Neurodiagnostics & Sleep Disorders Medicine

Neurodiagnostics has been the focus of my professional life. It all started with an interest in EEG while I was working in Dr. Blaine Nashold’s neurosurgical research laboratory at the VA Hospital in Durham, North Carolina when I was in high school. Dr. Nashold’s interest in those days was finding a treatment or cure for Parkinson’s disease and he had a particular interest in stereotaxic surgery. Before using these methods on humans, we used stereotaxic surgery to implant various substances such as alcohol and carbon as well as ablative surgery (cutting out small sections) deep in the brain around the globus pallidus, the thalamus, and the putamen. This was just before the discovery of dopamine and how it can be used to treat Parkinson’s disease. After the surgeries, the animals were sacrificed and we looked at their brains under the microscope to see the various changes. Dr. Nashold had trained with Wilder Penfield at the Montreal Neurological Institute and became my first mentor.

In order to see if the surgeries were working in humans, it was necessary to develop objective methods of measuring muscle rigidity and together with the physical therapy department at Duke, he developed a machine to stretch and measure the resistance of the biceps muscle which he called the myograph. After leaving Duke and Durham, my first job was at the Parkinson Institute in Miami, Florida in 1963 where I used the myograph in the treatment of Parkinson patients.

Following my 2 year tenure at the Parkinson Institute, I branched out in the EEG (Electroencephalography) full time. This eventually led to EMG (Electromyography) and evoked potentials which I specialized in until 1985 in Florida.

Next, after over 20 years in the Miami area which progressed from Paradise Found to Paradise Lost, I decided to return home and my farm (Lady Slipper Cove). Then I used my neurodiagnostic background in the Sleep Diagnostics field as I set up the first Sleep Disorders Lab at UNC-Hospitals in Chapel Hill, NC. Under my leadership from 1986 to 1992, this lab grew from a basic research one-bed lab to a two-bed clinical lab.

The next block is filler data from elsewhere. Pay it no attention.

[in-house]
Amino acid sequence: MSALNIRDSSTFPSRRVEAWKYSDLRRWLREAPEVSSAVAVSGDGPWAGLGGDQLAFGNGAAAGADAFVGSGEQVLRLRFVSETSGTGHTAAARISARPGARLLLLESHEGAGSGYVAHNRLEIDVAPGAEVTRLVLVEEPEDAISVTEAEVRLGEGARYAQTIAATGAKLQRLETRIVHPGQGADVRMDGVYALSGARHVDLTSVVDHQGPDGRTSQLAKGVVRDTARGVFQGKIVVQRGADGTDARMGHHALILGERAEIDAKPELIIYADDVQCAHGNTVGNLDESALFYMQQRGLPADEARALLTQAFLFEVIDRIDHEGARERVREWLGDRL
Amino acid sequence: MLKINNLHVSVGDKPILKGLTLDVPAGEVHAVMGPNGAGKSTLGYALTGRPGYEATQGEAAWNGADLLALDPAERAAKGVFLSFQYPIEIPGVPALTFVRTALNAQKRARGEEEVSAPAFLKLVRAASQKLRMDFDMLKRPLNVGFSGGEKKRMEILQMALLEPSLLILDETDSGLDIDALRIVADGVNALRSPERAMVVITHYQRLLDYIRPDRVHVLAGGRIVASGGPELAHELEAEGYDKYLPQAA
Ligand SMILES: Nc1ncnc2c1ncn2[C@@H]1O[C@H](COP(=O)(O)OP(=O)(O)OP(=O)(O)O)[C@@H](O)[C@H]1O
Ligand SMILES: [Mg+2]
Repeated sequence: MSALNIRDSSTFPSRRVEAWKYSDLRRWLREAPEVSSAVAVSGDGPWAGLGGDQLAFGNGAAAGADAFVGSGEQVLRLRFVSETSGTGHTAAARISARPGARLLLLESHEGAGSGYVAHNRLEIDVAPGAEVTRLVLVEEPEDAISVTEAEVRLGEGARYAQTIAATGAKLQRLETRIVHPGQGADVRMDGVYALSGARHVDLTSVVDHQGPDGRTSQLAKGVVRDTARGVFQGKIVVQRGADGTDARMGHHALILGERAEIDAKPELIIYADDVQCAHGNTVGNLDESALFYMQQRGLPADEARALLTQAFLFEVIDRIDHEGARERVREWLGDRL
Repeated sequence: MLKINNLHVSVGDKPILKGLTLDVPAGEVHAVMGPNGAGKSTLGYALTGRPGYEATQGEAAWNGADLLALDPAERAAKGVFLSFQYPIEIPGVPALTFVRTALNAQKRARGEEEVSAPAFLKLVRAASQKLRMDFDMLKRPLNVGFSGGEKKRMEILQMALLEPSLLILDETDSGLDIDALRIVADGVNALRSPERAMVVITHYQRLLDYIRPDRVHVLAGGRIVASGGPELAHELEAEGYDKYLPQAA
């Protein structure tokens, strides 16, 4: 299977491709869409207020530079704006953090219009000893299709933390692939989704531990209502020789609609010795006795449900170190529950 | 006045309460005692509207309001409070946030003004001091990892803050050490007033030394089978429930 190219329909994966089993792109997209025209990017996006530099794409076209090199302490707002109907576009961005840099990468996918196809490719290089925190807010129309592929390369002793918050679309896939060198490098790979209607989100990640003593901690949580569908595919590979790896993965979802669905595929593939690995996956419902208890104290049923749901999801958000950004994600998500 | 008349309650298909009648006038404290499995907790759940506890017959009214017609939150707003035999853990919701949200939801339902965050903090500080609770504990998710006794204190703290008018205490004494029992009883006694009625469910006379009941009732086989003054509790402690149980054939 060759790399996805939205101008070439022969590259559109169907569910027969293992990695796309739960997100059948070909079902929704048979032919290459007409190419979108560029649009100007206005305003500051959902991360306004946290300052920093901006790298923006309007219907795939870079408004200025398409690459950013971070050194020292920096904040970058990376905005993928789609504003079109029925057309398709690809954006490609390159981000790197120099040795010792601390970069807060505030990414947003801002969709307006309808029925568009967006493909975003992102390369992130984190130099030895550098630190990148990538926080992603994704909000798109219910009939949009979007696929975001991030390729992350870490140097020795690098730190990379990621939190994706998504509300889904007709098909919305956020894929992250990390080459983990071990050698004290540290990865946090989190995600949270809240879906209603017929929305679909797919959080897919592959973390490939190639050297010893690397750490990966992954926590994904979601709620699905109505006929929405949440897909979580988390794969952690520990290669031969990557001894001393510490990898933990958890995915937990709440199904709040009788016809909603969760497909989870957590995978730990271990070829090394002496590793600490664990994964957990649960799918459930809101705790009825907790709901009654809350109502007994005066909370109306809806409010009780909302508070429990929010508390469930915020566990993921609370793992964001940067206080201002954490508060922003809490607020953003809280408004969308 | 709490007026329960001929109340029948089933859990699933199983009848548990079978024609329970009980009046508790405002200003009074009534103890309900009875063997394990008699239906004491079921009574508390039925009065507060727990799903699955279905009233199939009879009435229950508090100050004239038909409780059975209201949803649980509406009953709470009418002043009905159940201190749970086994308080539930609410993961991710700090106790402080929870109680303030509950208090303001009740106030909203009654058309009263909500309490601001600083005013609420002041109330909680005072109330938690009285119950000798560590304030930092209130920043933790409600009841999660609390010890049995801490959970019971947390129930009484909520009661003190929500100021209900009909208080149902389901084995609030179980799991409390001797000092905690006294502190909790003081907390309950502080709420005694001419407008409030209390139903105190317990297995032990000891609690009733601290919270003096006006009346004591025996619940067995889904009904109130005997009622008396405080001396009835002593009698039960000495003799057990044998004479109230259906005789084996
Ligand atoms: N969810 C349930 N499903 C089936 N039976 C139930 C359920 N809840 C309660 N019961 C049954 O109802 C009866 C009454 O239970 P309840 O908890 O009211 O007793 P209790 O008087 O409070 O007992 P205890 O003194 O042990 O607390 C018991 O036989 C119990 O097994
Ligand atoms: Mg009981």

In 1992, I relocated to Wilmington, NC to be Director of Neurodiagnostics at New Hanover Regional Medical Center, where we provided EEG, EMG, EP, LTM (epilepsy monitoring), intra-operative monitoring, and sleep diagnostics.

Then in 1996, I branched out on my own as a Neurodiagnostic Consultant which eventually led to full-time employment as an Applications Specialist for Nicolet Biomedical (now VIASYS NeuroCare) based in Madison, Wisconsin, though I continued to live in Wilmington.

More about my professional life following its chronology during my exciting life in service to my fellow man.


Parkinson’s Institute, Miami, Florida

In 1963, I left Duke and Durham, NC and moved to Miami, Florida to start a new job at the Parkinson's Institute. While working with Dr. Nashold, I was on the team that developed the "myograph," an instrument designed to measure the rigidity of the arm muscles of the Parkinson's Disease patient in order to quantify the rigidity. One of these instruments was built at Duke for the Parkinson Institute and I went there to clinically monitor the progress (worsening) of the rigidity. At the Institute the patients had regular out-patient physical therapy, occupational therapy, and speech therapy in an effort to slow the course of the disease. It was also about the time L-Dopa was discovered.